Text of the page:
Friday, April 12, 2024

Teachers struggling in Rivers with primary schools still in lockdown

Some other states have reopened schools up to secondary level, but the continued lockdown in Rivers has had a heavy impact on private school teachers.

• November 12, 2020
A primary school
A primary school used to illustrate the story [Photo credit: The Conversation]

Rivers complied when the federal government shut all schools in March to contain the pandemic. 

The federal government has since eased that lockdown and states such as Lagos have reopened schools up to secondary level. However, Rivers has still not allowed primary schools there to reopen and the continued lockdown in the state has had a heavy impact on private school teachers.

The state government continued to pay public school teachers on time throughout the lockdown, but many teachers in private primary schools have not been paid because the schools have been shut.  

Ibimina Igbebia is a primary school teacher in Port Harcourt who says she has not been paid for months. She told Peoples Gazette, “Salaries for March were not paid before we left. Life is very difficult for me now. I survive with help from friends and relatives. There is no way we could have received salaries when pupils are not paying school fees.”

Private school teachers like Ms. Igbebia were relieved when the state government reopened schools for students preparing for exit exams in August, and when the government also announced all classes would resume in October. Some private secondary school teachers got back to work and began receiving their salaries again, but primary schools are still shut now.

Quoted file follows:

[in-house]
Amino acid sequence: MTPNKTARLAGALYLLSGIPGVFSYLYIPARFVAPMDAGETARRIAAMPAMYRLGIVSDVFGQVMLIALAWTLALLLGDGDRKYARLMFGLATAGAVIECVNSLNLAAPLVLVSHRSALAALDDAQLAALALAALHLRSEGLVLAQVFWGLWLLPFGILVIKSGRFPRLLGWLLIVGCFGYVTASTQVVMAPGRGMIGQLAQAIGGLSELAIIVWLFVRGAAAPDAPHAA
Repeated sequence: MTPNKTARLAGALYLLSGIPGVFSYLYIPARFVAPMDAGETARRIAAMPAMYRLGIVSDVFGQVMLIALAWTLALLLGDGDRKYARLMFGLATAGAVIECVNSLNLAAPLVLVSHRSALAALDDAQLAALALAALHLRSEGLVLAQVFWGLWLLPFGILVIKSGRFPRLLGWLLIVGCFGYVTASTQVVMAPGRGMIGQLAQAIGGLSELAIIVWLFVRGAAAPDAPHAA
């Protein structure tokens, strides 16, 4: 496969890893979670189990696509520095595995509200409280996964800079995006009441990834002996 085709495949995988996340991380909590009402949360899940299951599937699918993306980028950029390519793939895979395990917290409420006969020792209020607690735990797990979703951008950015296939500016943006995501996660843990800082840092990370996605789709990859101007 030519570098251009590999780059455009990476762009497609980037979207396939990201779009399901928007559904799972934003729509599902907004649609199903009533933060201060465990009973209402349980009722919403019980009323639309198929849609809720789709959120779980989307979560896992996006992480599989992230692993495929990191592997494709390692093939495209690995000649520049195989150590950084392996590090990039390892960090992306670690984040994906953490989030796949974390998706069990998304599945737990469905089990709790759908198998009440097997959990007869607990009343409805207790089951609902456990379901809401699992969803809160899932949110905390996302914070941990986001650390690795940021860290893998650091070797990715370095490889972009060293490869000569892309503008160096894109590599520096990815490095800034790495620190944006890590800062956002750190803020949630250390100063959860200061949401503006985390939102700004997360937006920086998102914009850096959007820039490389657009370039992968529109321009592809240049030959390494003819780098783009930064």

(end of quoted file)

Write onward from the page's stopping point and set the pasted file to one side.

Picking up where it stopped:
A significant number of teachers in the state’s school system are women who are breadwinners with no other income.

Helen Odih runs her own daycare. She told Peoples Gazette that things became tougher for her family when her husband, a federal civil servant, had to take a salary cut, and when parents stopped bringing babies to her daycare because of the lockdown.

“The emergence of COVID-19 badly affected my crèche,” she said. “August is usually a busy month for me because parents bring their kids when their school is on holiday. But everything crumbled with the shutdown.”

A nursery teacher Ify Odih runs a business part-time, but that business has also been hit by the pandemic.

“Things were tough for me. My shoe business crumbled, nobody was buying and the little profit from the business was what I used to care for my family since I have not been receiving a salary from the school,” she said.

Yomi Otubela is the president of the National Association of Proprietors of Private Schools. He told Peoples Gazette that these experiences have demoralised teachers.

He said, “Many teachers have lost their jobs. Some of these schools paid teachers their full salaries, while a few paid a half but later stopped. Many schools took loans and have had to continue repaying the debt even with the shutdown. The interest payments were not stopped but they kept accumulating.”

Private school owners are eligible for payroll support from an MSME survival fund that the federal government established in September.

According to Mr. Otubela, the survival fund allowed school owners to put forward 10 teachers who the government would pay N50,000 each for three months.

Ms. Igbebia said she was among those selected at her school to submit their bank account information for the survival fund. “I haven’t heard anything since then,” she said.

This report is sponsored by PagedInitiative as part of the Reporting Gender for Inclusive Reporting project in Partnership with Free Press Unlimited.

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